Error calling a Web API with self-signed ClientCertificate using HttpClient in .NET Core (IIS and Winforms using C#)

Shane Vickery 0 Reputation points
We are currently migrating our code from .NET 4.7.2 to NET 7 (.Net Core). 
Everything has been moved forward except one project that has to consume another company’s WebApi rest web service. 
When we were forced to interact with this company they were unable (or unwilling) to provide us sample code 
on how to consume their service which required a Client Certificate. 

The below scenario and code is not exactly how things are configured, but was simplified in order to post on this forum.
We have a WebService and several WinForm apps that call the Vendor’s API.
We generate a self-signed certificate from any workstation/server that needs to call the vendor’s service. 
The certificate is in the trusted root for the machine and current user, etc.
We export that certificate and physically give it to the vendor. 
We then use the code at the bottom of this post on the box the certificate was generated from to call the vendor service. 

Success Method 1:
If the Program is started with Admin permissions (Run as Administrator) on .Net4.7.2 it works. 
Running without elevated permissions will cause it to fail. 
Success Method 2:
The other successful path is to use the LoginUser "advapi32.dll" windows dll to impersonate an Admin account and run the request under the elevated permissions. 

Both methods fail under .NET Core. 
When we run the code in .Net Core we receive an “500 Internal Server” error and the below message (modified to remove company names):
An unexpected error occurred.\r\nSystem.Exception: Unable to GetCertificate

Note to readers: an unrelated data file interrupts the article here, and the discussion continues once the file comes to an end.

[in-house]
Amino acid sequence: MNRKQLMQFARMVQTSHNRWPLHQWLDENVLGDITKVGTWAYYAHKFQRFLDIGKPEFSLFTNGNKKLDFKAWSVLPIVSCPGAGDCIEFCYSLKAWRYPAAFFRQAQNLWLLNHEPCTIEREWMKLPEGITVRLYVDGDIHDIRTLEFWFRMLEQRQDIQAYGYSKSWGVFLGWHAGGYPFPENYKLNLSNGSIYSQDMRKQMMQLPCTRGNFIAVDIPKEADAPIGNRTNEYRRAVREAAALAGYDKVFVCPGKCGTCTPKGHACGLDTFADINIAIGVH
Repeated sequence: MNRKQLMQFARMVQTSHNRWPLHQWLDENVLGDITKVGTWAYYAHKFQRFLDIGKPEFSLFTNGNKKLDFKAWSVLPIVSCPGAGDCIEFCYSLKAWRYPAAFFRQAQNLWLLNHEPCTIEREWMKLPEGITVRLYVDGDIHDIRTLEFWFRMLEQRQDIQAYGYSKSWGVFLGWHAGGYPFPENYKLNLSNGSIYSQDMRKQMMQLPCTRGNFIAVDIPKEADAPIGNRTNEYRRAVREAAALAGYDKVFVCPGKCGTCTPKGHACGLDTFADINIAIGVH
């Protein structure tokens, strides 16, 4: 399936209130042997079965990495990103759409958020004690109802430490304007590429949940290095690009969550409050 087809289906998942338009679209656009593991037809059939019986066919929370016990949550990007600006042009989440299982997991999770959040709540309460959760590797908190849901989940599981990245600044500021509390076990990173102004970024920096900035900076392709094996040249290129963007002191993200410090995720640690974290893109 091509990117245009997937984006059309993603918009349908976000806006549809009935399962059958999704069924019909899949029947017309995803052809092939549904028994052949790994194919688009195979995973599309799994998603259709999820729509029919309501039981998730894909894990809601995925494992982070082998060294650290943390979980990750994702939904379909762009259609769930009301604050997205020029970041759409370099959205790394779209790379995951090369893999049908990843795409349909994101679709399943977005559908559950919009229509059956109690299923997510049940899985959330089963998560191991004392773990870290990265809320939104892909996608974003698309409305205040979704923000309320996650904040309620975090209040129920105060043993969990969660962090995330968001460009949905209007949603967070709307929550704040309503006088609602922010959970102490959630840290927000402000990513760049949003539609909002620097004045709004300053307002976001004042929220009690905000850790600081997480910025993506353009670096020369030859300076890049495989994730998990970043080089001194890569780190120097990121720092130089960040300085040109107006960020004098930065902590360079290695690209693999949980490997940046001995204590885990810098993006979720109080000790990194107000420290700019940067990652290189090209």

From: ggWeb.ggWebCrh ClientIP:\r\nSystem.Exception: X-ENV-SSL_CLIENT_CERTIFICATE
returned blank\r\n  
at Vendor.ggWeb.ggWebCrh.GetCertificate(WebHeaderCollection phdr)\r\n  
at Vendor.ggWeb.ggWebRsc.ExecuteBo(Int32 plngWebServiceKey, Boolean pblnTest, Stream pstmInput, ggMsgObj pmsgUrlParameters)\r\n  
at Vendor.ggWeb.ggWebRsc.ExecuteBo(Int32 plngWebServiceKey, Boolean pblnTest, Stream pstmInput, ggMsgObj pmsgUrlParameters)"

As some articles suggested we exported to a password protected pfx. Both methods work on .NET 4.7.2. 
In the ServerCertificateCustomValidationCallback event you can see the Vendor’s GlobalSign SSL certificate information. 
We did find one interesting article shown below that we wondering could be connected:
 We have exhausted our searching and decided to reach out in the hopes that someone can help. 
Thank you all in advance for any ideas, assistance, direction, etc.
Sample Code:
//******* Using HttpClient *******
System.Net.Http.HttpClient objClient = null;
System.Net.Http.HttpClientHandler objHandler = null;
objHandler = new System.Net.Http.HttpClientHandler();
objHandler.ClientCertificateOptions = System.Net.Http.ClientCertificateOption.Manual;
objHandler.SslProtocols = System.Security.Authentication.SslProtocols.Tls12;
objHandler.ClientCertificates.Add(new System.Security.Cryptography.X509Certificates.X509Certificate2(fncFileToByteArray("C:\\MyCert.cer"));
//objHandler.ClientCertificates.Add(new System.Security.Cryptography.X509Certificates.X509Certificate2(fncFileToByteArray("C:\\MYCert.pfx"), "MyPassword"));
objHandler.CheckCertificateRevocationList = false;
objHandler.ServerCertificateCustomValidationCallback +=
(sender2, certificate, chain, sslPolicyErrors) =>
    return true;
objClient = new System.Net.Http.HttpClient(objHandler);
objClient.BaseAddress = new Uri("");